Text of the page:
Libyan funding: Sarkozy clan's secret plan to clear man behind airliner bombing

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According to documents gathered by an elected official in Tripoli, in 2005 Nicolas Sarkozy's close friend and personal lawyer Thierry Herzog offered to get an arrest warrant and conviction against a senior Libyan official – who was blamed for a terrorist attack - quashed. The man in question, Colonel Muammar Gaddafi's brother-in-law and security chief Abdullah Senussi, had been jailed for life in his absence for masterminding the 1989 bombing of a French UTA airline DC10 passenger plane over Niger, in which 170 people lost their lives. The documents, seen by Mediapart, also show that Herzog was taken to Tripoli to discuss the affair by Francis Szpiner, the lawyer for the victims of the attack, though the latter has denied making the trip. The revelations point to a potential quid pro quo to explain why the Libyan regime would have been willing to help fund Sarkozy's 2007 presidential campaign, claims over which the former president is being investigated. Karl Laske and Fabrice Arfi report.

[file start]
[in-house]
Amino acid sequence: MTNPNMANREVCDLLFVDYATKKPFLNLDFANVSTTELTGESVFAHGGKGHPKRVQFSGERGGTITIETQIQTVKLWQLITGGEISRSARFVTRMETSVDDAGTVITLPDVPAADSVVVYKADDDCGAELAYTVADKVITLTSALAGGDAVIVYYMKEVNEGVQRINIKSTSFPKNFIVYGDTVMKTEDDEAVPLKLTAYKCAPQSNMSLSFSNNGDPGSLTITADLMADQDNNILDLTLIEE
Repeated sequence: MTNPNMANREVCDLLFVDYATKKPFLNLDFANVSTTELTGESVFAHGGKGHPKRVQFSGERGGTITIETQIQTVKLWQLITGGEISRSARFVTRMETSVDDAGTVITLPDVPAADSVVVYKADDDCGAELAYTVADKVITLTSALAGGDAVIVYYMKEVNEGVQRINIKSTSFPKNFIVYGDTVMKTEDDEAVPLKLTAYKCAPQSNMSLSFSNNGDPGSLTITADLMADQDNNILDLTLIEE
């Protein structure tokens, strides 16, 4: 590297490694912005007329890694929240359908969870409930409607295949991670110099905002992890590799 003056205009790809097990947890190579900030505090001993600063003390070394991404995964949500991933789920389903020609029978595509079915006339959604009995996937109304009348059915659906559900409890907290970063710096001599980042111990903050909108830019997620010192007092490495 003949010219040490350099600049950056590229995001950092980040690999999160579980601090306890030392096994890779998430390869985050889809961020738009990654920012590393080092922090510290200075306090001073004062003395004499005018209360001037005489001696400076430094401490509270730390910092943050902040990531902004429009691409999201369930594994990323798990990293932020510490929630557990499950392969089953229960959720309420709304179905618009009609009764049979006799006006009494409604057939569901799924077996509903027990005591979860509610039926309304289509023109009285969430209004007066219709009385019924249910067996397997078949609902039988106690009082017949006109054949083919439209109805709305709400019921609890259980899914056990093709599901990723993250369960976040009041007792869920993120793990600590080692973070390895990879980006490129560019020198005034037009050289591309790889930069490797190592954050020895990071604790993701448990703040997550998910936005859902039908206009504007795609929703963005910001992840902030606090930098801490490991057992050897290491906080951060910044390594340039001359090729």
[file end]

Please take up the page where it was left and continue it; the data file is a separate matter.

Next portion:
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It is new evidence of the pact that Nicolas Sarkozy's team had with the Libyan regime under Colonel Muammar Gaddafi. Archives from the former regime, gathered by an elected representative in Tripoli connected with the 2011 revolution, Samir Shegwara, show that the Sarkozy clan was willing in 2005 to help a key figure in Libya with his legal case. In that year, just a month-and-a-half after Nicolas Sarkozy's first visit to Tripoli, his close friend and personal layer Thierry Herzog himself went to the Libyan capital offering to obtain a complete “quashing” of the criminal proceedings against Colonel Myammar Gaddafi's brother-in-law and security chief Abdullah Senussi. Senussi had been jailed for life in his absence for masterminding the 1989 bombing of a French UTA airline DC10 passenger plane over Niger, in which 170 people lost their lives.In March this year, when he was being questioned in custody in relation to claims that his 2007 presidential campaign was funded by the Libyan regime, Nicolas Sarkozy denied having any contact with the Libyan spy chief. He said that he had been “warned” by officials at the Ministry of the Interior – where he was minister at the time - “against a meeting with Senussi, who was wanted by the international justice system”. The former president also claimed that “this man [editor's note, Senussi] tried to contact a lawyer who is close to me, namely Thierry Herzog”. But his friend had told him that it was “out of the question that he would ever be Senussi's lawyer”.